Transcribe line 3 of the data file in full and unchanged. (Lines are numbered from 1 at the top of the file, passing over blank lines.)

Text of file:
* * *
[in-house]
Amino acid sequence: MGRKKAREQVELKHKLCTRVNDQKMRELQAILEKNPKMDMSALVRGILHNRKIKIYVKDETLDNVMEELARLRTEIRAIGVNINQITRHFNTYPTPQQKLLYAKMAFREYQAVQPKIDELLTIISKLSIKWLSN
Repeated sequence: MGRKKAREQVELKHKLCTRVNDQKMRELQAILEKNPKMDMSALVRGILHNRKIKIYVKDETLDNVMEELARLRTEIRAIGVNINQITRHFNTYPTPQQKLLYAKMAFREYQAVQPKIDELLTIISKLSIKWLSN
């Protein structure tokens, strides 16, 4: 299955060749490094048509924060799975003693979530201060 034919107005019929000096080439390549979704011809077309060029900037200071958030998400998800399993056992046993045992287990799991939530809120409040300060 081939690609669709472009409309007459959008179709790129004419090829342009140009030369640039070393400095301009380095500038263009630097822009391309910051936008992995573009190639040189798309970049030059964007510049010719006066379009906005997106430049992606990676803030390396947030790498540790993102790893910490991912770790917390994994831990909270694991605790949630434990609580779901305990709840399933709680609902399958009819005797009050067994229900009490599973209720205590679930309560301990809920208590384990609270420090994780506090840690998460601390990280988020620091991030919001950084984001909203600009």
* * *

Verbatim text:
Repeated sequence: MGRKKAREQVELKHKLCTRVNDQKMRELQAILEKNPKMDMSALVRGILHNRKIKIYVKDETLDNVMEELARLRTEIRAIGVNINQITRHFNTYPTPQQKLLYAKMAFREYQAVQPKIDELLTIISKLSIKWLSN